Harold Baines, Lee Smith elected to Hall of Fame by veterans committee
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LAS VEGAS – The Cubs wanted to make Lee Smith a closer as a Class AA pitcher in the late ‘70s in Midland, Texas.
At which point Smith wanted to quit the sport and go play basketball.
Then he got a knock on his door.
“Billy Williams came to my home,” Smith said. “And I can’t say what he said on the air about doing this relief pitching thing.
“But six months later I was in the big leagues.”
And as of Sunday night, four decades after that conversation, one of the first pure closers in the game joins the Cubs’ legendary outfielder as a Hall of Fame player.
With a distinct Chicago accent Sunday night, the veterans committee elected Smith and longtime White Sox designated hitter Harold Baines to the Hall of Fame.
Baines, a six-time All-Star who played 14 of his 22 seasons in Chicago, will wear a Sox cap on his plaque in the Hall. In a less obvious decision, Smith didn’t hesitate to say he wants to go in as a Cub after spending the first eight years of his 14-year career in Chicago – even though five of his seven All-Star seasons came with other teams (three with the Cardinals).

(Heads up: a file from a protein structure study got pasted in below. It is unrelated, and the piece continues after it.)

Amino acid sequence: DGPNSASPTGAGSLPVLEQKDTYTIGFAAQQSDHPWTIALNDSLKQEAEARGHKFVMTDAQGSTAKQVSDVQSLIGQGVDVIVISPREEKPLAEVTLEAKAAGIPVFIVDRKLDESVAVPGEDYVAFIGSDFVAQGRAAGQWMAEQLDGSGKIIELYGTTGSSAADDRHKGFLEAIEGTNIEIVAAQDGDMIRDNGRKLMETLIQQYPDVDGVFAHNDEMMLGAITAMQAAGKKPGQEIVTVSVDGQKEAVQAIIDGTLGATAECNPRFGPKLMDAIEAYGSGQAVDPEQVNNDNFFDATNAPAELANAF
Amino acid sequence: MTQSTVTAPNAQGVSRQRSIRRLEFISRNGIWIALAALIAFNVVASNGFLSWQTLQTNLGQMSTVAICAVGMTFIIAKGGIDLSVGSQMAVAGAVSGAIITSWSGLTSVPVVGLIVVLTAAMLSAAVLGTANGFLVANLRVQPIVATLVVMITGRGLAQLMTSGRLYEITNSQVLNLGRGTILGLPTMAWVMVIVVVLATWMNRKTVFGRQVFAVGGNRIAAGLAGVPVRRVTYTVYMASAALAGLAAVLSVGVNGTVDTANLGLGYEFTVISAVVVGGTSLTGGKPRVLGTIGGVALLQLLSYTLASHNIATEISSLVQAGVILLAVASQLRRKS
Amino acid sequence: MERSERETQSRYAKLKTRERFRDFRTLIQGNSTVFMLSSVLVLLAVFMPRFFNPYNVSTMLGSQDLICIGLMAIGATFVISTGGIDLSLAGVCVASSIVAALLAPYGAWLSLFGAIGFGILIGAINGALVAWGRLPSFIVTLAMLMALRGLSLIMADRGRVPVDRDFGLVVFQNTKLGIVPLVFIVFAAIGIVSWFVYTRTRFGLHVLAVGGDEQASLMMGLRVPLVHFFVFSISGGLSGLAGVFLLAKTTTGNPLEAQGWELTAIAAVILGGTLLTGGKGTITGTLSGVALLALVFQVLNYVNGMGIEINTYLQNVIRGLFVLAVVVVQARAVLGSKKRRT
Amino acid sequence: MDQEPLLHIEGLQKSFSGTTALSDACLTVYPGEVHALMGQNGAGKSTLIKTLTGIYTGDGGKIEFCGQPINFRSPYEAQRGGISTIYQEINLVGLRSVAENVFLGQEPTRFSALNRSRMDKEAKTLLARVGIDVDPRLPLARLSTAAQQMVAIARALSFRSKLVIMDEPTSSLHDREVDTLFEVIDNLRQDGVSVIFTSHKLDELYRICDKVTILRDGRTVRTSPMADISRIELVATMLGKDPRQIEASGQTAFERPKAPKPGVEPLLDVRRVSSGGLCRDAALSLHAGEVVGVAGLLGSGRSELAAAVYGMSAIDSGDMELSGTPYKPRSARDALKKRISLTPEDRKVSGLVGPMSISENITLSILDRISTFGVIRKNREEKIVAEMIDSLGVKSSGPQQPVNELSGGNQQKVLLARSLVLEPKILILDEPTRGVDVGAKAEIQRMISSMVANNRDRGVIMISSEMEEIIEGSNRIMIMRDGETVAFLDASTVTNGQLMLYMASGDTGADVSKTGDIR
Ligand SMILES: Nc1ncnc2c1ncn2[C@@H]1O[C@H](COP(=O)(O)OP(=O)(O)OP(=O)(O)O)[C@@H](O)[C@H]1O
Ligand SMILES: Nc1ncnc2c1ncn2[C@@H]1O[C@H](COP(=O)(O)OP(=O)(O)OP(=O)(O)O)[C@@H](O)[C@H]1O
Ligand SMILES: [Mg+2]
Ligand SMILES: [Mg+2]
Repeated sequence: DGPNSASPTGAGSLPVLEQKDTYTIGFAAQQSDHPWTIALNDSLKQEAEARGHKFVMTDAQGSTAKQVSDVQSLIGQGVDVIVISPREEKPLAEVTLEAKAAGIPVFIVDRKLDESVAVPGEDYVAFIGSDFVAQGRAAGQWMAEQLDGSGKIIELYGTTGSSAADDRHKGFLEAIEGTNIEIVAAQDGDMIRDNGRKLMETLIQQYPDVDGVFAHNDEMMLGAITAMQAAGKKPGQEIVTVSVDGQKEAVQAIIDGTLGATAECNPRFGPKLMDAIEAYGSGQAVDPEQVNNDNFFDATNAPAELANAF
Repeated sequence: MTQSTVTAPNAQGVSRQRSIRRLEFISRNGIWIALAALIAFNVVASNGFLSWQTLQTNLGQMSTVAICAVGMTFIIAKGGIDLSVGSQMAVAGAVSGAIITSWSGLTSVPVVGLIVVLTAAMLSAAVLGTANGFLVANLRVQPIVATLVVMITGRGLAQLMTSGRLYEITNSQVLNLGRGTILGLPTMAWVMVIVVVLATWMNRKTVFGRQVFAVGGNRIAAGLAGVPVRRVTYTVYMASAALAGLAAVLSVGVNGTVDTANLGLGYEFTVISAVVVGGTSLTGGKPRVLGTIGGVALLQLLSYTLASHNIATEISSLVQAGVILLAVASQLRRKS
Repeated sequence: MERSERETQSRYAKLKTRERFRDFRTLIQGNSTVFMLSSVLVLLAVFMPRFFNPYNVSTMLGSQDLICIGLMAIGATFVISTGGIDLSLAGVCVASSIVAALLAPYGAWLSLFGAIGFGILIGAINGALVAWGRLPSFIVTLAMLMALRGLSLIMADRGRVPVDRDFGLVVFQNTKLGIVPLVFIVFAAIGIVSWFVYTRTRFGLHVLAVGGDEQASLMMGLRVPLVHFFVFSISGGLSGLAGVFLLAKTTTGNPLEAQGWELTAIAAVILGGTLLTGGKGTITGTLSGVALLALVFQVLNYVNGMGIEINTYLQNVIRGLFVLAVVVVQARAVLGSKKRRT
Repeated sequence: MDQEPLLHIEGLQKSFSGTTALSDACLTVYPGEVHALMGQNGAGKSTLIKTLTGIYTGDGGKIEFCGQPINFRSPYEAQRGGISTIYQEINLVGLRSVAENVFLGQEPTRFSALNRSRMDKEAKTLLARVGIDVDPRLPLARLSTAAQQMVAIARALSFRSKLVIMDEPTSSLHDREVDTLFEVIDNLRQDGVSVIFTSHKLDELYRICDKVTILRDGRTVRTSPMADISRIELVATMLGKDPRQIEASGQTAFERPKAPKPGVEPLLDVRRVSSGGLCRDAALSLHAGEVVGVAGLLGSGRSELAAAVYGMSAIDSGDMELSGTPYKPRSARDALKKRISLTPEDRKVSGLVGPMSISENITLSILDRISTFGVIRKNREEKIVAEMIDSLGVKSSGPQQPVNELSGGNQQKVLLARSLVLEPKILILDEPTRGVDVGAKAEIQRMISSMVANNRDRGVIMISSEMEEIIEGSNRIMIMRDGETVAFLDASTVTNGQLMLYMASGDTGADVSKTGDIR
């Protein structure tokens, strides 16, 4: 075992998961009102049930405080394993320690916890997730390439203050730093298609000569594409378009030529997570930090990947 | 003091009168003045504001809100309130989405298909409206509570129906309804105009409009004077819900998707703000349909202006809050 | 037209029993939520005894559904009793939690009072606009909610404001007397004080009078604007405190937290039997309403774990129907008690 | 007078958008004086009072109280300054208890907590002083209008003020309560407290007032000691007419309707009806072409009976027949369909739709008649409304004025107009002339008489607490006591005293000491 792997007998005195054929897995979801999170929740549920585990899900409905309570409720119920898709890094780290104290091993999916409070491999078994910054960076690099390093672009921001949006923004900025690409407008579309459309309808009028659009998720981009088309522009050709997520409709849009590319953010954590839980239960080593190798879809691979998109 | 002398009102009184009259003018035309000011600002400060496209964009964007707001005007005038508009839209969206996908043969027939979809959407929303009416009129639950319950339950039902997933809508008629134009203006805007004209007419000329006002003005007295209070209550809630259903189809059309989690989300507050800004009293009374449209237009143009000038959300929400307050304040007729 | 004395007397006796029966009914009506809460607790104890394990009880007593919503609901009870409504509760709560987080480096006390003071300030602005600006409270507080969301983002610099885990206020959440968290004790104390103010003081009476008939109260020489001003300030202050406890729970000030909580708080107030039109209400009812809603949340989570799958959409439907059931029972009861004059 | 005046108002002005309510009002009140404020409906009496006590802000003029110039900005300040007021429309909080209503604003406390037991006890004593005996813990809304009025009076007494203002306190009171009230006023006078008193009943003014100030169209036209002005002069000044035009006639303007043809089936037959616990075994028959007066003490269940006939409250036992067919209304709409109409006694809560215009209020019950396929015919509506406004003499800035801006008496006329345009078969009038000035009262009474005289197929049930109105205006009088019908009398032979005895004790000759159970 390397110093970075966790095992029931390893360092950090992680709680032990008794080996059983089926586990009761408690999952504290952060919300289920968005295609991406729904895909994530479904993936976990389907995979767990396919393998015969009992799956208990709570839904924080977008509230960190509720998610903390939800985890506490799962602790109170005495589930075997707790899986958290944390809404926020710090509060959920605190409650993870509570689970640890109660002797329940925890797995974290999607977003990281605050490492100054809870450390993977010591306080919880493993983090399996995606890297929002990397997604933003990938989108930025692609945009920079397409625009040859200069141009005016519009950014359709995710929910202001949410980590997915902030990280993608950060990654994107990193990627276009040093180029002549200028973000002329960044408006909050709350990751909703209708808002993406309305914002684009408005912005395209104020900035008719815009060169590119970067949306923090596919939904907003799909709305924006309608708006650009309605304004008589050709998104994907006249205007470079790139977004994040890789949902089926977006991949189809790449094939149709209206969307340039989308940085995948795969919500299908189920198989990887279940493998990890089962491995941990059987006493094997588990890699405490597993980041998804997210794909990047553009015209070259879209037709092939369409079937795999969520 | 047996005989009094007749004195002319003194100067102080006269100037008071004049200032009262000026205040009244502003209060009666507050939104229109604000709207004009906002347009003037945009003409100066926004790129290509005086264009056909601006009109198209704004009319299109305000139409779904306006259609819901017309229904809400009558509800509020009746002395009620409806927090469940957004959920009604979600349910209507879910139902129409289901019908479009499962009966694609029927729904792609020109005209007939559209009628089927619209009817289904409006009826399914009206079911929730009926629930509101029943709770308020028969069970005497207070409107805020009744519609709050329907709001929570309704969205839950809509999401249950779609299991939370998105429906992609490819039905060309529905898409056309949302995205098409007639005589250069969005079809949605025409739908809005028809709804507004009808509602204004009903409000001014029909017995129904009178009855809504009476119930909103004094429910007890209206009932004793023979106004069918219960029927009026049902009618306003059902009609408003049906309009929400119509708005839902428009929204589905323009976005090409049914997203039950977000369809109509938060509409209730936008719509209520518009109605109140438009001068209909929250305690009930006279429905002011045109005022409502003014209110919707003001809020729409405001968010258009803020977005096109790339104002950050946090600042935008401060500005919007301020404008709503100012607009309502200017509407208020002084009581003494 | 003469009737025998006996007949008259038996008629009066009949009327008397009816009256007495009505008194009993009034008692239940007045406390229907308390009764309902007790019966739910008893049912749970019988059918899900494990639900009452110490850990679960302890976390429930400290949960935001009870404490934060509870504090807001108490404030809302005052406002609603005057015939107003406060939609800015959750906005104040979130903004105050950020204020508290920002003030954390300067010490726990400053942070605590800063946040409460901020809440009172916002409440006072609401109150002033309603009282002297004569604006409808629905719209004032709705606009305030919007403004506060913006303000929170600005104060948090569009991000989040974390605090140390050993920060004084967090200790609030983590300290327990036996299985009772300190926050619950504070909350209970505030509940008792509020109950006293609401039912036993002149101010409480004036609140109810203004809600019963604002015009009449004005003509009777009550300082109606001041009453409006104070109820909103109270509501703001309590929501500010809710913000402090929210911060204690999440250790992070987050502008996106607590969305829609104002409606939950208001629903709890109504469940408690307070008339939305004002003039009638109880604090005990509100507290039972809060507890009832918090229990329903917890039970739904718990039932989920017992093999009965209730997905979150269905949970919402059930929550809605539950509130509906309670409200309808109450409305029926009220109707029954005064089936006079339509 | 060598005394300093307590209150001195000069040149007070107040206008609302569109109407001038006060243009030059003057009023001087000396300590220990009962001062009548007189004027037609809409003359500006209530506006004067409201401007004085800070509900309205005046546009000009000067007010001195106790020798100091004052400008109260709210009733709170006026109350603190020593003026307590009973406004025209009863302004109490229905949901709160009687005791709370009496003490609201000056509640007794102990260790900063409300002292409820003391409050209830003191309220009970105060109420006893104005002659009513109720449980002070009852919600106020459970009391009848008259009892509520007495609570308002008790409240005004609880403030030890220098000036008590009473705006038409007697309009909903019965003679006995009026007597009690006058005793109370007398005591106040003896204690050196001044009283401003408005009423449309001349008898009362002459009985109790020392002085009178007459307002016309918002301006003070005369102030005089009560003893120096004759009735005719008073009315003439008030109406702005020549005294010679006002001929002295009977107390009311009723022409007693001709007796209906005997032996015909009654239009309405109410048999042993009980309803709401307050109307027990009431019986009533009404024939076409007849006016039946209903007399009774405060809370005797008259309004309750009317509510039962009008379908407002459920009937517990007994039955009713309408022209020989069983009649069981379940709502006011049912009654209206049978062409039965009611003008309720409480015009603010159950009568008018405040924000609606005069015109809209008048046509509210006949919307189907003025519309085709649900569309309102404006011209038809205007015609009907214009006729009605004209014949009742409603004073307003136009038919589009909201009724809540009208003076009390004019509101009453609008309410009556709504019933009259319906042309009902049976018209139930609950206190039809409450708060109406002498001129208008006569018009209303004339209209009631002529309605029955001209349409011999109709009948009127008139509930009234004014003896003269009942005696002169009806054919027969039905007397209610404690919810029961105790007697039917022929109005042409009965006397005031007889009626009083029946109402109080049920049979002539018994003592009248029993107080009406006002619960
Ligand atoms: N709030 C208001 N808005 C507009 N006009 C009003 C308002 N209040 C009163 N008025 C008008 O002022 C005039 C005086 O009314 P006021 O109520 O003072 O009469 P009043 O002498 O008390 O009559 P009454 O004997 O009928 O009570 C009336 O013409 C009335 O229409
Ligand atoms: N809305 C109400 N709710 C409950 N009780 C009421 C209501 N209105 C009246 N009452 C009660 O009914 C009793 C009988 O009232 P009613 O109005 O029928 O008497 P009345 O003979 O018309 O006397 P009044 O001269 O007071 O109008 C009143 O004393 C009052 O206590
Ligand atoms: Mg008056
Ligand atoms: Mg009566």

“I’m definitely going to have to be a Cubbie, man,” he said. “The Cubs gave me my first chance in the big leagues and they actually gave me a World Series ring. Unbelievable.”
Smith, a regular at Cubs Convention annually, was one of many former players awarded World Series rings by the organization after the 2016 championship.
“I still have a great love for the Chicago Cubs,” said Smith, whose 478 saves were a major-league record when he retired and now rank third on the all-time list.
Baines, a six-time All-Star who missed election after 15 years on the writers’ ballot largely because he spent most of his career as a designated hitter, said he was “very shocked” to learn he was elected by the 16-member voting panel for the Today’s Game Era Committee.
“I wasn’t expecting this day to come,” said Baines, who got a boost of support with Sox chairman Jerry Reinsdorf on the committee.
A .289 career hitter with a .356 on-base percentage and 384 home runs, Baines spent three stints with the Sox, including the first 10 years of his career after the Sox made him a No. 1 overall draft pick in 1977.
Baines and Smith were the only two elected by the committee.
Among those who missed the cut were former Sox slugger Albert Belle and former Cubs manager Lou Piniella, who won two World Series as a player with the Yankees (1977-78) and one as manager of the Reds (1990).
It took 12 votes from the committee to be elected. Smith got unanimous support; Baines received 12 votes. Piniella fell one vote short.